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Germany at a Glance

Doing Business in Germany

Germany is a great choice for expats looking for a career boost! Not only is the country one of the main players in the EU, but also one of the strongest economies worldwide. The InterNations Guide prepares you for your expat life “made in Germany”, with info on permits, insurance, and more!

Before you can start doing business in Germany, whether you are an employee or entrepreneur, you need to sort out your paperwork, licenses, qualifications, and possibly a number of other rules and regulations. This article has all the information you need to get a basic idea of what is required.

For more details, plus additional information on German business culture and the job search, please see our section on Jobs and Business in GermanyLooking for Jobs and Getting a Work Permit for Germany are two key articles on the topic. 

Employment Visa

For low-skilled workers, access to Germany’s labor market is limited. However, if you are highly- qualified, such as a university graduate, it has legally become easier to work in Germany with the EU Blue Card system.

To receive a Blue Card, you must provide proof of your qualifications and a job offer that would provide you with an annual income of 47,600 EUR. If you have considerable experience in IT, mathematics, medicine, the natural sciences, or technology, the EU Blue Card still applies to you as long as you make at least 37,128 EUR per year. Requirements concerning other professions such as academics, executives, and senior employees have also been simplified.

Residence permits are also available to third-country nationals and graduates who are completing an in-company training course. For graduates with a foreign degree comparable to a German degree, the jobseeker’s visa is an option for you. With this visa, you may reside in Germany for up to six months to search for employment. To get this visa, you must show proof of a university degree and that you will be able to support yourself for the duration of your stay. It is important to keep in mind that you are not allowed to work or be self-employed while in Germany on this visa.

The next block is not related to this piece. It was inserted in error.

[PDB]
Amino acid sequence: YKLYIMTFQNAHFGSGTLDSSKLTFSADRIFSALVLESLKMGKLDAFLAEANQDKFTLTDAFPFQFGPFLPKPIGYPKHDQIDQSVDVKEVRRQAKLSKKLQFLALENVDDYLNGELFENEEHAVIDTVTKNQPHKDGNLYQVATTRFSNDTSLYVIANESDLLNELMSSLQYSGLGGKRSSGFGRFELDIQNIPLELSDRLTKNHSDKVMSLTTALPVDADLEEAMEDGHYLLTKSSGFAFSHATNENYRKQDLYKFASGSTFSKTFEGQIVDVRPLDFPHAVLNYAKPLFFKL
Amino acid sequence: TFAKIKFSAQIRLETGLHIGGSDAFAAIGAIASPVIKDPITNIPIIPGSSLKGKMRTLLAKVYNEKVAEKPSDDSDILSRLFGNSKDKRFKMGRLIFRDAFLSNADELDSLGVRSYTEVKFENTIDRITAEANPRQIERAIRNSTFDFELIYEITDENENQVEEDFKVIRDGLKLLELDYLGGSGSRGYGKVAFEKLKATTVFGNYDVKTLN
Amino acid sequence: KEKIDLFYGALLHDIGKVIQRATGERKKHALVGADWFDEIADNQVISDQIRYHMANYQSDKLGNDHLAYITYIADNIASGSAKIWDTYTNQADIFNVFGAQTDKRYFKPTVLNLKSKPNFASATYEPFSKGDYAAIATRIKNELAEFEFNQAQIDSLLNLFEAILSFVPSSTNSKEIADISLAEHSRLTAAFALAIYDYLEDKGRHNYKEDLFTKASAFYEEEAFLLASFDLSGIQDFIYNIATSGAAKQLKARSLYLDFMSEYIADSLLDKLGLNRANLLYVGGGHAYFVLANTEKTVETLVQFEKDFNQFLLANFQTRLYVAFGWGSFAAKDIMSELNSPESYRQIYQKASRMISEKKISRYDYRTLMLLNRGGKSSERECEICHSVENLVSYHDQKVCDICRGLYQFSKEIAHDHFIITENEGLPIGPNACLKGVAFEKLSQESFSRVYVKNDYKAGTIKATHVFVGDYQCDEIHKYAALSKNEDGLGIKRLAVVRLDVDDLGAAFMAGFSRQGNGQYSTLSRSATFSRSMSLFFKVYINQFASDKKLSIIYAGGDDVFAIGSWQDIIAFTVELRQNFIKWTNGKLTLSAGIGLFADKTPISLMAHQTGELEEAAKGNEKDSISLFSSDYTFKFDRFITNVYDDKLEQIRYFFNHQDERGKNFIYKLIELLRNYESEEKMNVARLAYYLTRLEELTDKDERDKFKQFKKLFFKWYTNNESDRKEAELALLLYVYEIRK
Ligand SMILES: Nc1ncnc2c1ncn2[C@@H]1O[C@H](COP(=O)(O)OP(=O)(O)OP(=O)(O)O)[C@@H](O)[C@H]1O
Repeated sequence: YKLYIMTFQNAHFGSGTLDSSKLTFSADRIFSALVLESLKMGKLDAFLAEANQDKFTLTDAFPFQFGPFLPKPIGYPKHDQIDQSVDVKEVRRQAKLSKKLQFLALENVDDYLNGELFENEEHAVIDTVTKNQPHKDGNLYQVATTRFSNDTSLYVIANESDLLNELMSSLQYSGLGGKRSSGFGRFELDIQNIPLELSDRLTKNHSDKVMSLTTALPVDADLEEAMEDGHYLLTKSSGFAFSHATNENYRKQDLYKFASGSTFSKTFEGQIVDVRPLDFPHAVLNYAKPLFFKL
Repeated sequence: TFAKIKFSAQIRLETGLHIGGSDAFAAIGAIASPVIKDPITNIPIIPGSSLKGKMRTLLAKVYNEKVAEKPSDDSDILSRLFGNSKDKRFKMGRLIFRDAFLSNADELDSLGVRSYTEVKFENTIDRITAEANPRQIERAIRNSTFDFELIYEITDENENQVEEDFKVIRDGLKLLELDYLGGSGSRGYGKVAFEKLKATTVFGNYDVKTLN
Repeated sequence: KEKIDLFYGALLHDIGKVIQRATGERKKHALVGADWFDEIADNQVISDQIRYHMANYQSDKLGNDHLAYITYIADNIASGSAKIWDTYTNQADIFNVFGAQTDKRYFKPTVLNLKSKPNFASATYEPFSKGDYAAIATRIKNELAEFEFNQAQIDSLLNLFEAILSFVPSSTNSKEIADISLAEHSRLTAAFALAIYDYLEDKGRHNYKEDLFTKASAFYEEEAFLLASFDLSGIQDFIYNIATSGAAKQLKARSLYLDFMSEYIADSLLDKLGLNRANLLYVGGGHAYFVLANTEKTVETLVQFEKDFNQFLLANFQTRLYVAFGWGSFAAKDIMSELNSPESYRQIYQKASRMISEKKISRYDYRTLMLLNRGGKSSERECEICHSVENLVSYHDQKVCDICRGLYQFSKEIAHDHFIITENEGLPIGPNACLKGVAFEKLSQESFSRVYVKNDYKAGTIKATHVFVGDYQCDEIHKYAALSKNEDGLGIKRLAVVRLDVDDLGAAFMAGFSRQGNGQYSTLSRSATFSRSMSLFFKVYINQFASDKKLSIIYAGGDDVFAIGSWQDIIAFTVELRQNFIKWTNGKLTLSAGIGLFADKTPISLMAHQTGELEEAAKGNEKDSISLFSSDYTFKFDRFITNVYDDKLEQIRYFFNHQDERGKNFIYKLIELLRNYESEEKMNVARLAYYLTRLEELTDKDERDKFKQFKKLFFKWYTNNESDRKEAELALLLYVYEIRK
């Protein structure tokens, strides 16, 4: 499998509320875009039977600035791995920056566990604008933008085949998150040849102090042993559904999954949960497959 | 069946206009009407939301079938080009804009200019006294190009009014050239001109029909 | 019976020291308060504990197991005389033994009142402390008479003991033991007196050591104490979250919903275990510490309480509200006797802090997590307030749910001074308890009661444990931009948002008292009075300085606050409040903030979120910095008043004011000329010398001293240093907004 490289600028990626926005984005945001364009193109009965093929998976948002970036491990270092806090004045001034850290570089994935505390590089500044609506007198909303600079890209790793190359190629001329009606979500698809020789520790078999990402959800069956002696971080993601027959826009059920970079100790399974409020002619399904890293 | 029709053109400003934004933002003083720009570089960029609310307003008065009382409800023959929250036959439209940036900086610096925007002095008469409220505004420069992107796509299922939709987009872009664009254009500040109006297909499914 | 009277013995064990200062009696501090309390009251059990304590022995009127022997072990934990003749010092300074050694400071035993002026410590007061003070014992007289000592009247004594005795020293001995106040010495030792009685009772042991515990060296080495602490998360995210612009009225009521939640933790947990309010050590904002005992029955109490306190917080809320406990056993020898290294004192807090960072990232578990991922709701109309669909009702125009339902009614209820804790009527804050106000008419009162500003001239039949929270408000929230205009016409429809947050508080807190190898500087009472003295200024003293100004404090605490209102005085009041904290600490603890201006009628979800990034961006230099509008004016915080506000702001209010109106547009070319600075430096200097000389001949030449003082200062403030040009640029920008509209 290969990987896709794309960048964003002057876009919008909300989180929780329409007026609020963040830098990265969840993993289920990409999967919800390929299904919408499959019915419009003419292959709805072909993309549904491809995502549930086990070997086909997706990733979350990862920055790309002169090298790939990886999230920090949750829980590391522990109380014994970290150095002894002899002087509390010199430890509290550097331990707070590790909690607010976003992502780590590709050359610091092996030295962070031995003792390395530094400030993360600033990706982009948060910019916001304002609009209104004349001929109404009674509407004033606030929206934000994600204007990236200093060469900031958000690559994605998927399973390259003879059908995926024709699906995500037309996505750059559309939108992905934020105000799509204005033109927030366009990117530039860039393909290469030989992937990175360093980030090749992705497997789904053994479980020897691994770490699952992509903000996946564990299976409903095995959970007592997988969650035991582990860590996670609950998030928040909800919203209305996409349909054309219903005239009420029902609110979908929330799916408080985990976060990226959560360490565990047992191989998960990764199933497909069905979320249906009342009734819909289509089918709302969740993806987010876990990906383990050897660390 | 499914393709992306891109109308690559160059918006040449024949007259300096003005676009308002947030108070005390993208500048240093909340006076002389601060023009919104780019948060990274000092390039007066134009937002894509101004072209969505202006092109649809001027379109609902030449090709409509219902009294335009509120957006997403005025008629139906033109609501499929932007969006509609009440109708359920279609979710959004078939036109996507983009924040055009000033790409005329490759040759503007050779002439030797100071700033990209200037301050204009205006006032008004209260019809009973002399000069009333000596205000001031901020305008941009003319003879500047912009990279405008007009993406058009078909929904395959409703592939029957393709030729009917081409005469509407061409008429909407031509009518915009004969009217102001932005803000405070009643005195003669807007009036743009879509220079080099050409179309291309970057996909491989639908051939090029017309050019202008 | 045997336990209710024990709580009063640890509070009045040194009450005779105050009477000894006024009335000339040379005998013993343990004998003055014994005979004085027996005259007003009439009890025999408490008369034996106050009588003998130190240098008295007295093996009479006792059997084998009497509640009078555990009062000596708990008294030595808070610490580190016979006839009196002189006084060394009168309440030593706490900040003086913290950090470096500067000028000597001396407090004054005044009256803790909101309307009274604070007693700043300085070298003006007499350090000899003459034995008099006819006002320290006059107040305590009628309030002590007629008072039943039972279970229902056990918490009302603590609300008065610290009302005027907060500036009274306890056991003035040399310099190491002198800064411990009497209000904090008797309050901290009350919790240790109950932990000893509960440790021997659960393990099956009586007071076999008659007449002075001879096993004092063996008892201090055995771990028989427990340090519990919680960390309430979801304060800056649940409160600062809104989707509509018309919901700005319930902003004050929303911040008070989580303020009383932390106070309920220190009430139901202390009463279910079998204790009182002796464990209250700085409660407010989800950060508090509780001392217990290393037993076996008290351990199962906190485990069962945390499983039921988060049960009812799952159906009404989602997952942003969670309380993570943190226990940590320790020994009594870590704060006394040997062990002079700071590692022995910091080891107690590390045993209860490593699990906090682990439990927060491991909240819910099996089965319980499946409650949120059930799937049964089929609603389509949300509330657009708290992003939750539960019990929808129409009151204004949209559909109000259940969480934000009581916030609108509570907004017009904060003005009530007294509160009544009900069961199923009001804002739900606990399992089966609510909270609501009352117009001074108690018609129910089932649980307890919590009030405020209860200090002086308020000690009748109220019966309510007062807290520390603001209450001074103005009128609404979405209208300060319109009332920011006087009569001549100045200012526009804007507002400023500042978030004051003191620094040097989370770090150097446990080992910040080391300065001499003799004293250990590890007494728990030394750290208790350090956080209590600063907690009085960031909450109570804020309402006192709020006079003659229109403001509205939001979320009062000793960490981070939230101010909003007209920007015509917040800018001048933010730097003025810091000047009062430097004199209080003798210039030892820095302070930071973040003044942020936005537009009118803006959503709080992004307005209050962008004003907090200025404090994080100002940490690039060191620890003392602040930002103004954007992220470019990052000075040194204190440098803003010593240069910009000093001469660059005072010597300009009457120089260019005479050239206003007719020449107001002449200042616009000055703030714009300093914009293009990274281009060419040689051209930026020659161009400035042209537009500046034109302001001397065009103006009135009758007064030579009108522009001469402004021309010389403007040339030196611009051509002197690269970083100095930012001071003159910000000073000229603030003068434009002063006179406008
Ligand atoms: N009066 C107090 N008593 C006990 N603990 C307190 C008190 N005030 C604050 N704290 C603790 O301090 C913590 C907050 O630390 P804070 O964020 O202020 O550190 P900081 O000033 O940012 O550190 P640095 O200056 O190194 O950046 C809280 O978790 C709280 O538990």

More information on visa requirements (including employment visa) can be found in our article on moving to Germany

Setting up a Business

Due to the possible employment restrictions mentioned above, setting up your own business in Germany is a valid option. This is by no means a simple task, though. If you are planning to establish your own company, you should first figure out whether you need a license or permit, or if you need to take a test regarding your specialized skills. This information will be available at the chamber of industry and commerce.

You must be a member of the chamber of industry and commerce or the chamber of crafts (Handwerkskammer). To become a member of the chamber of crafts, you must have worked as a company director or you must have been self-employed with three to six years of relevant job experience. You can also register if you have the equivalent to the German master-craftsman’s certificate (Meisterprüfung).

You should also register your company at the trade office (Gewerbeamt) in the municipality where you want your business to be located. To do this, you must bring a valid ID or passport, a residence permit, between 10 and 40 €, as well as, depending on the sector your business is in, a craft (Handwerkskarte) or trade (Gewerbekarte) card, or a permit of authorization (e.g. catering). Furthermore, you are required to inform your tax office (Finanzamt) of your profits with a statement of assets and liabilities and a balance sheet comparing annual profit and loss.

Basically, your business should have a positive effect on the German economy. Also make sure that your qualifications from university or previous employers are accredited in Germany.

Self-Employment

Self-employed individuals are either characterized as business people (Gewerbetreibender) or liberal professionals (freie Berufe). Liberal professions include health professions, legal and tax advisory professions, linguistic and information-providing professions, and scientific or technical professions.

Some individuals in the liberal professions must be members of their respective chamber and some must respect certain professional rules. Freelancers are not required to register with the trade office, only the tax office. If you are in a liberal profession, you do not pay trade tax.

A good site for checking whether you qualify for self-employment and how to go about setting up your own business is the Federal Ministry of Economics and TechnologyInterNations features a useful introduction to self-employed work in Germany as well. 

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